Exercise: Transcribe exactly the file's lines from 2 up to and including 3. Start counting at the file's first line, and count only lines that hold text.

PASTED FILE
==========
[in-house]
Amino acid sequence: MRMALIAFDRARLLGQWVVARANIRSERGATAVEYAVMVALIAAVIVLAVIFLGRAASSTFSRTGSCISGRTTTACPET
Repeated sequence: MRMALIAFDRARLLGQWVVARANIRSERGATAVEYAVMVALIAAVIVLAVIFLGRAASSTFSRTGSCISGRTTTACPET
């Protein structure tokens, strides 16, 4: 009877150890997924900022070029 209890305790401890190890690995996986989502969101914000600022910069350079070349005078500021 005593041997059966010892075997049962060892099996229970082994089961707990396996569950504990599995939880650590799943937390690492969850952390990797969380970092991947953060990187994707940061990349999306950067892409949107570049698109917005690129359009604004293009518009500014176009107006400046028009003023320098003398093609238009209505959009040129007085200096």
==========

Amino acid sequence: MRMALIAFDRARLLGQWVVARANIRSERGATAVEYAVMVALIAAVIVLAVIFLGRAASSTFSRTGSCISGRTTTACPET
Repeated sequence: MRMALIAFDRARLLGQWVVARANIRSERGATAVEYAVMVALIAAVIVLAVIFLGRAASSTFSRTGSCISGRTTTACPET